Another of Mr. Fairweather’s strengths is his analysis of the aid community’s engagement with the country and his familiarity with personalities on both a national and provincial scale. He astutely describes Ashraf Ghani—now the president of Afghanistan—as a demanding but prudent steward of Afghanistan’s future while Minister of Finance. Mr. Fairweather convincingly depicts Ghani's early insights about the fundamental need to build Afghan public financial infrastructure, the future of which will continue to be one of the factors critical to the Afghan state’s success. So, too, he provides personality sketches of civilians like Clare Lockhart, Thomas Ruttig, Tom Gregg, and John Kael Weston, which add relief and texture to an otherwise necessarily grim history of military combat and high-politics.

Mr. Fairweather also provides harrowing glimpses into perilous situations faced by the average soldier.  In July 2008 an American platoon in eastern Afghanistan commenced an operation in the Wanat village only to find that the base supposed to have been constructed for them had not been built. At another point roughly a year later, members of the Welsh Guards reached a canal where the operational plan required cover from tanks, but the geography permitted no tank access, leaving the soldiers to walk unprotected into a death trap.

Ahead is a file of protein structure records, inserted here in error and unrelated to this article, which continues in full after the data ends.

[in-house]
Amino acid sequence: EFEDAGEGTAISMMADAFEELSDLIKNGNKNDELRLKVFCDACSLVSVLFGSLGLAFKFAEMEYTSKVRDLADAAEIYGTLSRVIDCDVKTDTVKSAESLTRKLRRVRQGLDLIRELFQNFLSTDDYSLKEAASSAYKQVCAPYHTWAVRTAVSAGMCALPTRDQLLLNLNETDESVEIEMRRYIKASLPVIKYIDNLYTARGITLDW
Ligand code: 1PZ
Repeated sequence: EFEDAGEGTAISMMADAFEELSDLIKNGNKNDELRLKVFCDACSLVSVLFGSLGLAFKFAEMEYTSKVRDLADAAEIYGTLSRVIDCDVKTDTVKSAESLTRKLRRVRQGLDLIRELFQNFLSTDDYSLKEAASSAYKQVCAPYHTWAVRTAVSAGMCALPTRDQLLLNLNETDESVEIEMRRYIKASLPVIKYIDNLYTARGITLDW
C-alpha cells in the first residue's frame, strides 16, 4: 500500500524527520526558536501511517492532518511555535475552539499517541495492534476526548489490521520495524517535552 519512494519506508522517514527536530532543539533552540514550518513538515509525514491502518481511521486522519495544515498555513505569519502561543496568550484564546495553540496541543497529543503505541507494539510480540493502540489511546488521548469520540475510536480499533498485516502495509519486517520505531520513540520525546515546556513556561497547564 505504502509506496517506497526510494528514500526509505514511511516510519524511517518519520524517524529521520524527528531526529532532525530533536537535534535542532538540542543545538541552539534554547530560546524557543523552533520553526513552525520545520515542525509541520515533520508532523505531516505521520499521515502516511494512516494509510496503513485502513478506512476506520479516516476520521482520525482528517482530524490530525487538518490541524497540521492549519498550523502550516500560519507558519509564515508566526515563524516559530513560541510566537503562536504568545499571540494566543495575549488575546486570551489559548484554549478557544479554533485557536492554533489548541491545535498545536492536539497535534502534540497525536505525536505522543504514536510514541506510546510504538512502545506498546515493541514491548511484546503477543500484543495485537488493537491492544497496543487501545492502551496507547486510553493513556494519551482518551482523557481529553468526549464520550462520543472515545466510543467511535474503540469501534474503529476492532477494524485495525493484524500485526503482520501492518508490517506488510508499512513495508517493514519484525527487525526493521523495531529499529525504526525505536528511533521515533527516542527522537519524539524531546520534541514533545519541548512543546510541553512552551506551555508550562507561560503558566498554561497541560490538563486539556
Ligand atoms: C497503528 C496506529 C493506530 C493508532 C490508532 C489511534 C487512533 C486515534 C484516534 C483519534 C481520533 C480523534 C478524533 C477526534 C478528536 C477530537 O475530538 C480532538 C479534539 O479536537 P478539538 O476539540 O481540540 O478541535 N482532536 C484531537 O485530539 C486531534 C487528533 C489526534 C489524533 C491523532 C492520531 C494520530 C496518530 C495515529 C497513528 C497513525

Fairweather offers much more detail to reward his readers. Though his two main themes leave something to be desired, his penetrating factual and historical effort makes an important contribution to posterity.

Brock Dahl previously represented the U.S. Department of the Treasury on the Afghanistan Interagency Operations Group, and is currently a lawyer in Washington, DC. He has written extensively on corruption and organized crime in post-conflict states.